Besides the Zulu War I have at one time or another been interested in the Sikh Wars, the Indian Mutiny, the Second Afghan War, the Urabi Revolt, the Sudan, the Second Boer War and the Boxer Rebellion. There's no shortage of choice there, but I've never really committed to a particular set of rules.

For large battles, and many Colonial battles were very large indeed, Bloody Big Battles! is now an available option and I'm planning to try out a couple of BBB Colonial scenarios with my block armies. However, the prospect of endlessly refighting one particular battle does not really provide me with enough incentive to paint up two large armies.

At the other end of the scale (1:1) I recently got a copy of Dan Mersey's The Men Who Would Be Kings rules published by Osprey. I haven't played all Dan's rules, but I was very impressed with Dux Bellorum.

28mm Afghans from Artizan Designs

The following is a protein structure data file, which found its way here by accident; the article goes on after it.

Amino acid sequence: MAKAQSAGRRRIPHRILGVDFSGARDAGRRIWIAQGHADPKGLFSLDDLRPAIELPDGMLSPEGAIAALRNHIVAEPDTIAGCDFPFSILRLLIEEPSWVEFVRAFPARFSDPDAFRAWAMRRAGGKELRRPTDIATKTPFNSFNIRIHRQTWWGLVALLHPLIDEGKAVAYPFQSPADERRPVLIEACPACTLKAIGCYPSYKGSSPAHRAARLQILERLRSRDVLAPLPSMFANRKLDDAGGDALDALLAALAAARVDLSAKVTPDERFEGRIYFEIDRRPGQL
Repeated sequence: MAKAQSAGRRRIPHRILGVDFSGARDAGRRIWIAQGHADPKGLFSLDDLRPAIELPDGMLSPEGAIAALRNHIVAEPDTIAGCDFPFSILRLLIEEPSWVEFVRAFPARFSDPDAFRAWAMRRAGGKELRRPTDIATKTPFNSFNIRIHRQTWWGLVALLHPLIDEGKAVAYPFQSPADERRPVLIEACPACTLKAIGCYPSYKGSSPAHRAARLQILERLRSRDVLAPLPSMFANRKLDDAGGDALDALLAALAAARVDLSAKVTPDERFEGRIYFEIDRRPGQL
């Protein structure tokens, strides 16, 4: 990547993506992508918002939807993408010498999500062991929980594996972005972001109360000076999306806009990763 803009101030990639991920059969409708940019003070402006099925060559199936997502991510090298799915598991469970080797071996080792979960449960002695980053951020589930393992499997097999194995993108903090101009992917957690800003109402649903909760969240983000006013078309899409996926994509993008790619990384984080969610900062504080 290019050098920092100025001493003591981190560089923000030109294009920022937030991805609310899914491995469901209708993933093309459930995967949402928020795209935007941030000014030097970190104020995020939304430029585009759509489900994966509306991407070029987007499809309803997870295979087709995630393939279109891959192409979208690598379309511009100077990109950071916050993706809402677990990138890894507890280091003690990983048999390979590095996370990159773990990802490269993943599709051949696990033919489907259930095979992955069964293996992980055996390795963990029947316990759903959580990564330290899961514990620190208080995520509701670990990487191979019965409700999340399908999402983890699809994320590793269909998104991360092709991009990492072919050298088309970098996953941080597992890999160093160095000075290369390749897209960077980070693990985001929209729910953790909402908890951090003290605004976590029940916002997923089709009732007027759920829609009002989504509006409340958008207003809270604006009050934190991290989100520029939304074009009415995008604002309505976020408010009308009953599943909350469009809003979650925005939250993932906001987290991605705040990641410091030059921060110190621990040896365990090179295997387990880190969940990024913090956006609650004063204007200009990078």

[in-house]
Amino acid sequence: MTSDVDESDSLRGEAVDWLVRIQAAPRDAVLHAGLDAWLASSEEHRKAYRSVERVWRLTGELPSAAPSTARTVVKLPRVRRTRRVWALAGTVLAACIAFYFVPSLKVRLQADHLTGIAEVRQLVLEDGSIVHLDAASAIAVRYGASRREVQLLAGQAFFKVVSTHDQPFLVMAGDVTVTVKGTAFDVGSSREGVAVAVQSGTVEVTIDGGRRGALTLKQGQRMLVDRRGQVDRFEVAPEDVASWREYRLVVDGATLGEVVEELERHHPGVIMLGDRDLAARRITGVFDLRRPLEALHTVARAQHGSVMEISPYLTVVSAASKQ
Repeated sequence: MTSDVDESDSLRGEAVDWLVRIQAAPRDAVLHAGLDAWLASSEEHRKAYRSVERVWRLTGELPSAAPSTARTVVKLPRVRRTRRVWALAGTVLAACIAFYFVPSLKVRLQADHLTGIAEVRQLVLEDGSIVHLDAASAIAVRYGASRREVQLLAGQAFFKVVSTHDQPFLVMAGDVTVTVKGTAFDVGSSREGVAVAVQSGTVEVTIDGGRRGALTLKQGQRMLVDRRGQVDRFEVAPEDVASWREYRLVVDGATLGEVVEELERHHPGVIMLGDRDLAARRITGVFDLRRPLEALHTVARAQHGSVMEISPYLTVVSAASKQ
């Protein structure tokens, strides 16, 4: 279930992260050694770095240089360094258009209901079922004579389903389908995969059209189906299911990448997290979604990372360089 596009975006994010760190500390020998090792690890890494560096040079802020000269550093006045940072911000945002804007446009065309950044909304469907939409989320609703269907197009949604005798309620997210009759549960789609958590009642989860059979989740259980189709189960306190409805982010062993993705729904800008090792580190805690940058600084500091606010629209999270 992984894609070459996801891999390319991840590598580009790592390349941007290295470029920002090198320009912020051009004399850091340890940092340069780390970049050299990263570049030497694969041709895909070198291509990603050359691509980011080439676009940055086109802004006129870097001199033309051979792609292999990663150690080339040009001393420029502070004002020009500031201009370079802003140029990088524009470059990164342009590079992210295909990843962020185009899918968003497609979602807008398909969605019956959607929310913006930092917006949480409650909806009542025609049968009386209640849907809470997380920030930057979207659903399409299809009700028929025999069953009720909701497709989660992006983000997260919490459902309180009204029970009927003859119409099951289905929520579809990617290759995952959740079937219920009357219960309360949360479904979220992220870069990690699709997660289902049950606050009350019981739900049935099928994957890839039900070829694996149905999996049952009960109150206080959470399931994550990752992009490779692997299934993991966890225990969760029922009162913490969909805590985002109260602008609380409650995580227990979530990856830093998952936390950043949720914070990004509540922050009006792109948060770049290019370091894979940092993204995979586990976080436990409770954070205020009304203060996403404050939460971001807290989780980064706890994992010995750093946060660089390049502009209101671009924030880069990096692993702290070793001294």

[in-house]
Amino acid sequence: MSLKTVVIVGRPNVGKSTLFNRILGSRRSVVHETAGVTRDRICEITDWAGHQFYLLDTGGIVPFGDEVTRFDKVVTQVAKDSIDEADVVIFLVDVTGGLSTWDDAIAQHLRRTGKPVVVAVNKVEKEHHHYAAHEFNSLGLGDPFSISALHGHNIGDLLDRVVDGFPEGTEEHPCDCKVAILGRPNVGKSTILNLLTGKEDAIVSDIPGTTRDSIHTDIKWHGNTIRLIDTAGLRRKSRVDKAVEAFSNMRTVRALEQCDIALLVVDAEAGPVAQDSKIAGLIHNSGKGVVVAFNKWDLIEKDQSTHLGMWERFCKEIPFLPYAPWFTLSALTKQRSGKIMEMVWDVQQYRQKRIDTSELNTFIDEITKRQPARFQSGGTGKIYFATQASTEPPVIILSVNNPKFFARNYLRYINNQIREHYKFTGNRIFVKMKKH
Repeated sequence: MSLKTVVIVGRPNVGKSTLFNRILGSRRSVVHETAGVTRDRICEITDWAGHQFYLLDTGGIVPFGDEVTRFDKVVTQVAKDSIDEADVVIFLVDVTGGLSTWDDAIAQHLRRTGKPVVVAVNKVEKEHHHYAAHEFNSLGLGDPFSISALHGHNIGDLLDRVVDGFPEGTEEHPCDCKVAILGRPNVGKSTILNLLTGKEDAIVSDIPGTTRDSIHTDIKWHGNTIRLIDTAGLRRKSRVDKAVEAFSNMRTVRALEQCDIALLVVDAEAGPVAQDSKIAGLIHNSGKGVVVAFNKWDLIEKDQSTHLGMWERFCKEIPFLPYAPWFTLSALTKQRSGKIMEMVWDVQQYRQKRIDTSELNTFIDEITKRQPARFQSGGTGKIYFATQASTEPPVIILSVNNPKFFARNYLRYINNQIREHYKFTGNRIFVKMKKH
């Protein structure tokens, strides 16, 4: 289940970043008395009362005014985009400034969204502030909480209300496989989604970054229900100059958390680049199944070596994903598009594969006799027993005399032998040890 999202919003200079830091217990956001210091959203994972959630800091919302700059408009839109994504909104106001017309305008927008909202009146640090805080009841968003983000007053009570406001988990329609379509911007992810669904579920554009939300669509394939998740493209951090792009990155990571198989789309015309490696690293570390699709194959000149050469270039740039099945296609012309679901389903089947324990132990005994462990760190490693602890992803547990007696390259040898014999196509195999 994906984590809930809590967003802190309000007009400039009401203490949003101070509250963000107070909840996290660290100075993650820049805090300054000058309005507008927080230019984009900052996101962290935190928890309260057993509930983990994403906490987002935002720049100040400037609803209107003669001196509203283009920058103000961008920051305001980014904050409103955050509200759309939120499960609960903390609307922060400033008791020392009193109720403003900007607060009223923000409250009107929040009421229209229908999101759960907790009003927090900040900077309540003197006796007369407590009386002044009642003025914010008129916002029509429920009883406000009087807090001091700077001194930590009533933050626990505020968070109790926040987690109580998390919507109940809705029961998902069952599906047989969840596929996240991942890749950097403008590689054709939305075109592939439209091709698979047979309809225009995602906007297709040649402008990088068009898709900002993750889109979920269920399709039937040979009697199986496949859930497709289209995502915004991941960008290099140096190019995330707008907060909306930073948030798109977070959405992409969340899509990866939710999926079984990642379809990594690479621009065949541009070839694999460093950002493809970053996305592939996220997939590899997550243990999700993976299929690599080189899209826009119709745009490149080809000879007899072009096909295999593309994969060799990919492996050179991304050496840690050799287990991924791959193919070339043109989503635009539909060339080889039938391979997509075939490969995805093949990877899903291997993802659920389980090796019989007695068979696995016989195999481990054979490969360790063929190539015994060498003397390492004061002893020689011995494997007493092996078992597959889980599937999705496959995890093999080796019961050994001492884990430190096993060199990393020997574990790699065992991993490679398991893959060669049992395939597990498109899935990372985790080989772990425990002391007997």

TMWWBK takes an unashamedly Hollywood approach, but why not? While the simulation of historical tactics and the reliving of historical battles has great appeal, you sometimes just want to play a game with military flavour and complete it in an evening without undue preparation or stress.

TMWWBK looks simple, fun and requires only a modest number of figures, another winner in my book. I don't know if it will go well as a multiplayer game but I can foresee that the officer characteristics (which govern unit activation) could be very entertaining in the context of a club night.

I was considering doing the Boxer Rebellion using 28mm figures from Redoubt Enterprises but that is already covered by another club member, so I have been revisiting other options. My current favourite is the Second Afghan War using the beautifully sculpted figures from Artizan Designs.

Tuesday, 24 January 2017

A strategy for wargaming

Owing to competition from another diversion I'm likely to have even less time this year for wargaming, so I need to optimise use of time I do have. In the past I've tended to flit from one game to another, which makes absorbing rules very difficult. A considerable proportion of gaming time is spent looking things up. Then you don't return to that game for weeks or months and the whole process starts all over again.